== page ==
Contractual Obligations, Force Majeure and the law of Frustration in St. Lucia

A contract will remain enforceable, unless it is brought to an end by the application of relevant contractual terms (force majeure) or common law principles (frustration).

What is Force Majeure? Force Majeure only arises when parties incorporate into their contracts terms which stipulate that a contract comes to an end or is temporarily suspended where either party is unable to fulfill his/her/its contractual obligations due to unforeseen and unpreventable circumstances commonly referred to as ‘Force Majeure events’. Most commercial contracts contain Force Majeure clauses. Whether circumstances have arisen which may bring a Force Majeure clause into effect will depend on the express wording of the contract. It is therefore important to interpret the contract to find the true intention of the parties. The fact that a contract becomes more difficult or costly is not usually sufficient to constitute a force majeure event; a party should be truly incapable of performing their contractual obligations, having taken all reasonable steps to mitigate adverse consequences. Careful consideration should also be given to whether a Force Majeure clause has the effect of terminating the contract or merely suspending its operation for a period of time. Where contracts do not provide for Force Majeure, contractual obligations may be terminated by frustration. Save and except certain circumstances, Frustration may only be relied on where parties have not incorporated Force Majeure clauses into their contracts. Where a Force Majeure clause is incorporated, parties can usually only rely on the terms of that clause.

What is Frustration? Frustration occurs when through no fault of either party, it becomes impossible or illegal to perform one’s contractual obligations, or where compliance with outstanding obligations would be unreasonable because the circumstances in which performance would have to take place would be radically different from what was envisioned by the contracting parties. Once frustration occurs, the contract is immediately terminated. Frustration, like Force Majeure, will depend on the terms of the contract and whether in fact performance, even at a later or delayed date, would be unreasonable or impossible in the circumstances. To determine whether  a contract is frustrated, one must thus look to the terms of the contract, the context of the contract, the parties’ prior knowledge of the potentially frustrating event, the nature of the potentially frustrating event and the parties’ reasonable expectations in respect of future performance of the contract. As noted above in relation to force majeure clauses, the fact that a contract becomes more difficult or costly is not usually sufficient; a party should be truly incapable of performing his/her/its contractual obligations as a direct result of the frustrating event.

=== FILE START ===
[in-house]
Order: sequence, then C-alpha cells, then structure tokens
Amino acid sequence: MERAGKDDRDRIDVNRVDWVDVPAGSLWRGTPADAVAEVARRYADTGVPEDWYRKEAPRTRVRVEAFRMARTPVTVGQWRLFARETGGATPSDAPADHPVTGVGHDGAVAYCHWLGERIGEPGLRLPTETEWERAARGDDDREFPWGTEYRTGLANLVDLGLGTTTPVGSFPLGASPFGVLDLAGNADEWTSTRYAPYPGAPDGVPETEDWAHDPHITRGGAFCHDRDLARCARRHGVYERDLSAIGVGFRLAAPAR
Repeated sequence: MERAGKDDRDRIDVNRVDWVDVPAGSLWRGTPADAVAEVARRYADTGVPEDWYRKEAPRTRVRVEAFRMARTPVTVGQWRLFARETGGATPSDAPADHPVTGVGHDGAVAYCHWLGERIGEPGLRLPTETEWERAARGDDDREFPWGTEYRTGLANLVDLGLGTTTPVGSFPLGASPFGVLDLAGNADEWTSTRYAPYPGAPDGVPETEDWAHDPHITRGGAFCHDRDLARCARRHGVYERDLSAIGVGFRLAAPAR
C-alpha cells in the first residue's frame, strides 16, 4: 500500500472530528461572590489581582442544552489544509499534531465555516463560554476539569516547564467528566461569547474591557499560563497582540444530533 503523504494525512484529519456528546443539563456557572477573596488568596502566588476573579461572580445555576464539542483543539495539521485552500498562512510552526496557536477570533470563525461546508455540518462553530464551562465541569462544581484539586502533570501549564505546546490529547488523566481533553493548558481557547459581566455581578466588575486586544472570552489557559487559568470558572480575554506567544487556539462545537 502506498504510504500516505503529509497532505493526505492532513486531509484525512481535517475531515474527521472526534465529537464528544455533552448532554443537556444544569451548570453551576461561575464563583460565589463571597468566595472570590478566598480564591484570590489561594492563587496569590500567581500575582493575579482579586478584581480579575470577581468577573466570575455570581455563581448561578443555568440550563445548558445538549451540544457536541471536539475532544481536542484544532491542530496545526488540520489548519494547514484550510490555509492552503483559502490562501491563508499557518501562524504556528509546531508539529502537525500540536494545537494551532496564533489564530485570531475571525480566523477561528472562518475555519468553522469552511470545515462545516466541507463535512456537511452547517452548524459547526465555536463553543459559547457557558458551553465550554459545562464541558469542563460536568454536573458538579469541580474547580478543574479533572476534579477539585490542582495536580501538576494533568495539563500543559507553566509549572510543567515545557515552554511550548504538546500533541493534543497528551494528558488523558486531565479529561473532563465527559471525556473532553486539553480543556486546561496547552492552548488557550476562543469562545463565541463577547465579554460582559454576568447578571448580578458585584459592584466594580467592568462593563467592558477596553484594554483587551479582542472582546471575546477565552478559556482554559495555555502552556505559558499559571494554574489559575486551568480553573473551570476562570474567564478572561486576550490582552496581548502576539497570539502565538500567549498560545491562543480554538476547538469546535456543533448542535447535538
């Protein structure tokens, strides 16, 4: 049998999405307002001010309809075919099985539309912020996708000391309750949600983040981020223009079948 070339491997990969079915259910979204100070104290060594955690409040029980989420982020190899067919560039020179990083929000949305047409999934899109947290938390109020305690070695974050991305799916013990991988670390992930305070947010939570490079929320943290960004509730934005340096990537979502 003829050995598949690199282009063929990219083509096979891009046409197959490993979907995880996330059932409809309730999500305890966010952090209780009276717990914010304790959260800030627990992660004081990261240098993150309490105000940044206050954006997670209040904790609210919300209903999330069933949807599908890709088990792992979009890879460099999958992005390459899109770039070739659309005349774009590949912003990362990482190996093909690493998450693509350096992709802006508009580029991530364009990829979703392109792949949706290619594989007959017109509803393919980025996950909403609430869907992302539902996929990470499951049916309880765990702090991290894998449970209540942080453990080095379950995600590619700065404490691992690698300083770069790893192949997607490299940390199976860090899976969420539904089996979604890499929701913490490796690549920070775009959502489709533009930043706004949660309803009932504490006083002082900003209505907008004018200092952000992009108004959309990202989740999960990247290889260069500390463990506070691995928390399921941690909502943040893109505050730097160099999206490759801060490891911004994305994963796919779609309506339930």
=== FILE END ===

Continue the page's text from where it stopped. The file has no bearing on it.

Are costs incurred or payments made before Force Majeure or Frustration recoverable? Force Majeure clauses usually provide for the recovery of costs and payments made prior to Force Majeure events. However, if the clause is silent as to the recovery of expenditure, the usual position is that “costs lie where they fall”, meaning that they are unrecoverable. Under the Civil Code of Saint Lucia, costs incurred in partial fulfilment of contractual obligations are generally recoverable. The usual position is that a party who has performed their obligation in part must be compensated for the benefit gained by the receiving party for that part fulfilment. Monies paid where no benefit has been received by the paying party must also usually be returned. As in all cases, this may vary depending on the terms of the contract and the nature of obligations contained therein.

What should I do if I believe that a contract has been terminated due to Force Majeure or Frustration? If you neglect to fulfil contractual obligations without the other party’s written agreement that Force Majeure or Frustration apply, you may be liable for breach of contract if your non-performance/termination is found to be unlawful. In the absence of such agreement, legal advice should be sought.

FLOISSAC, DUBOULAY & THOMAS provides this information for educational purposes only. It should not be construed or relied on as legal advice or to create a lawyer-client relationship. This guidance note is not intended to be, and should not be construed as, legal advice for any particular situation and you should not act upon this information without seeking advice from a lawyer. If you have any questions, please feel free to contact us at